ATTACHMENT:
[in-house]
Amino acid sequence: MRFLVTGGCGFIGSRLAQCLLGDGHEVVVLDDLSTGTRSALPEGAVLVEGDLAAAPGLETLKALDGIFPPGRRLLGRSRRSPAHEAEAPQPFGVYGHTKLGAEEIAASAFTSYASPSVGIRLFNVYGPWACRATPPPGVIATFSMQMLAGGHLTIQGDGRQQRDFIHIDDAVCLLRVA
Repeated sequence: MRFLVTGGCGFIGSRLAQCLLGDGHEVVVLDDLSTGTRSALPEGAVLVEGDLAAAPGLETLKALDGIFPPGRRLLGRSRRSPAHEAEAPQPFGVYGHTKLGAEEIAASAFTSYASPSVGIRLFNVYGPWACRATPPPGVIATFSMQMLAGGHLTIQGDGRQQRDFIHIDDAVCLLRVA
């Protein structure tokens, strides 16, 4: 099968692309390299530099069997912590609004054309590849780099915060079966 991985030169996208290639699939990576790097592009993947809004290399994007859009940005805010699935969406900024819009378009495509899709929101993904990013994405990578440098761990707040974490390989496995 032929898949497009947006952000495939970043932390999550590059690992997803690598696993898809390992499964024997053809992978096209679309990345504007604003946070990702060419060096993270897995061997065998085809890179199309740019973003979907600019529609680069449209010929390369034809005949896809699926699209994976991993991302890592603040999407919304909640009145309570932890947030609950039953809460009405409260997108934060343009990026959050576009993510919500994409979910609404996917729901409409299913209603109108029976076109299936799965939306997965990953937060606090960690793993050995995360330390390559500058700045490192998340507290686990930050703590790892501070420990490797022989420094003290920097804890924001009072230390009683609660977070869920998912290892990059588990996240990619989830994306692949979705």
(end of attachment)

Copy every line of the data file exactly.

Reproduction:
[in-house]
Amino acid sequence: MRFLVTGGCGFIGSRLAQCLLGDGHEVVVLDDLSTGTRSALPEGAVLVEGDLAAAPGLETLKALDGIFPPGRRLLGRSRRSPAHEAEAPQPFGVYGHTKLGAEEIAASAFTSYASPSVGIRLFNVYGPWACRATPPPGVIATFSMQMLAGGHLTIQGDGRQQRDFIHIDDAVCLLRVA
Repeated sequence: MRFLVTGGCGFIGSRLAQCLLGDGHEVVVLDDLSTGTRSALPEGAVLVEGDLAAAPGLETLKALDGIFPPGRRLLGRSRRSPAHEAEAPQPFGVYGHTKLGAEEIAASAFTSYASPSVGIRLFNVYGPWACRATPPPGVIATFSMQMLAGGHLTIQGDGRQQRDFIHIDDAVCLLRVA
């Protein structure tokens, strides 16, 4: 099968692309390299530099069997912590609004054309590849780099915060079966 991985030169996208290639699939990576790097592009993947809004290399994007859009940005805010699935969406900024819009378009495509899709929101993904990013994405990578440098761990707040974490390989496995 032929898949497009947006952000495939970043932390999550590059690992997803690598696993898809390992499964024997053809992978096209679309990345504007604003946070990702060419060096993270897995061997065998085809890179199309740019973003979907600019529609680069449209010929390369034809005949896809699926699209994976991993991302890592603040999407919304909640009145309570932890947030609950039953809460009405409260997108934060343009990026959050576009993510919500994409979910609404996917729901409409299913209603109108029976076109299936799965939306997965990953937060606090960690793993050995995360330390390559500058700045490192998340507290686990930050703590790892501070420990490797022989420094003290920097804890924001009072230390009683609660977070869920998912290892990059588990996240990619989830994306692949979705």